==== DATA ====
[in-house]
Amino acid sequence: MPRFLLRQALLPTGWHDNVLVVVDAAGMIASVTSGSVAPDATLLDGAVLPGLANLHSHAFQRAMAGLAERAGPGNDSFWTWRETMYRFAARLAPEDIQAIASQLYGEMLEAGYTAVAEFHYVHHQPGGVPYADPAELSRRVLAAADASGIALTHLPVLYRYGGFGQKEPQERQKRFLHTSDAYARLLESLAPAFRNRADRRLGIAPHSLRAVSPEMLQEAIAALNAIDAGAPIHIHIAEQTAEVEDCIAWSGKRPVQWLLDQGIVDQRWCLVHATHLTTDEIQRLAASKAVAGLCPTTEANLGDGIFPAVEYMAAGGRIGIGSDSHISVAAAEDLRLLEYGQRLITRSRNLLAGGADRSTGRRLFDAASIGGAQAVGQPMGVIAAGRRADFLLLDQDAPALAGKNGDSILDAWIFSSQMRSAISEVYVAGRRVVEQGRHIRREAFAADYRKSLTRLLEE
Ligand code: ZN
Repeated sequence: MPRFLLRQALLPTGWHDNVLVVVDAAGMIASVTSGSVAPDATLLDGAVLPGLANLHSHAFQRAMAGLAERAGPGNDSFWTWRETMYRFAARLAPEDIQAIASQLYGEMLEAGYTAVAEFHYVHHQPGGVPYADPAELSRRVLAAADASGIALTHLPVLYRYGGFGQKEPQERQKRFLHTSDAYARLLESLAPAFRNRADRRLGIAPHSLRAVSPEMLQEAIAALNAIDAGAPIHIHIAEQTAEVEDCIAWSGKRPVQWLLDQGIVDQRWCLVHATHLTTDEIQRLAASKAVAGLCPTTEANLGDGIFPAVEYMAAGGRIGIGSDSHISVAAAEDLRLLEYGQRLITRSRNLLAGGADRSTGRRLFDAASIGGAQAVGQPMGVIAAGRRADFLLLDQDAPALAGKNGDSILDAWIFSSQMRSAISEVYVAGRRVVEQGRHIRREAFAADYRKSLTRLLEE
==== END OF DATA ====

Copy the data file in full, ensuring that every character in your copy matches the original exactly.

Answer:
[in-house]
Amino acid sequence: MPRFLLRQALLPTGWHDNVLVVVDAAGMIASVTSGSVAPDATLLDGAVLPGLANLHSHAFQRAMAGLAERAGPGNDSFWTWRETMYRFAARLAPEDIQAIASQLYGEMLEAGYTAVAEFHYVHHQPGGVPYADPAELSRRVLAAADASGIALTHLPVLYRYGGFGQKEPQERQKRFLHTSDAYARLLESLAPAFRNRADRRLGIAPHSLRAVSPEMLQEAIAALNAIDAGAPIHIHIAEQTAEVEDCIAWSGKRPVQWLLDQGIVDQRWCLVHATHLTTDEIQRLAASKAVAGLCPTTEANLGDGIFPAVEYMAAGGRIGIGSDSHISVAAAEDLRLLEYGQRLITRSRNLLAGGADRSTGRRLFDAASIGGAQAVGQPMGVIAAGRRADFLLLDQDAPALAGKNGDSILDAWIFSSQMRSAISEVYVAGRRVVEQGRHIRREAFAADYRKSLTRLLEE
Ligand code: ZN
Repeated sequence: MPRFLLRQALLPTGWHDNVLVVVDAAGMIASVTSGSVAPDATLLDGAVLPGLANLHSHAFQRAMAGLAERAGPGNDSFWTWRETMYRFAARLAPEDIQAIASQLYGEMLEAGYTAVAEFHYVHHQPGGVPYADPAELSRRVLAAADASGIALTHLPVLYRYGGFGQKEPQERQKRFLHTSDAYARLLESLAPAFRNRADRRLGIAPHSLRAVSPEMLQEAIAALNAIDAGAPIHIHIAEQTAEVEDCIAWSGKRPVQWLLDQGIVDQRWCLVHATHLTTDEIQRLAASKAVAGLCPTTEANLGDGIFPAVEYMAAGGRIGIGSDSHISVAAAEDLRLLEYGQRLITRSRNLLAGGADRSTGRRLFDAASIGGAQAVGQPMGVIAAGRRADFLLLDQDAPALAGKNGDSILDAWIFSSQMRSAISEVYVAGRRVVEQGRHIRREAFAADYRKSLTRLLEE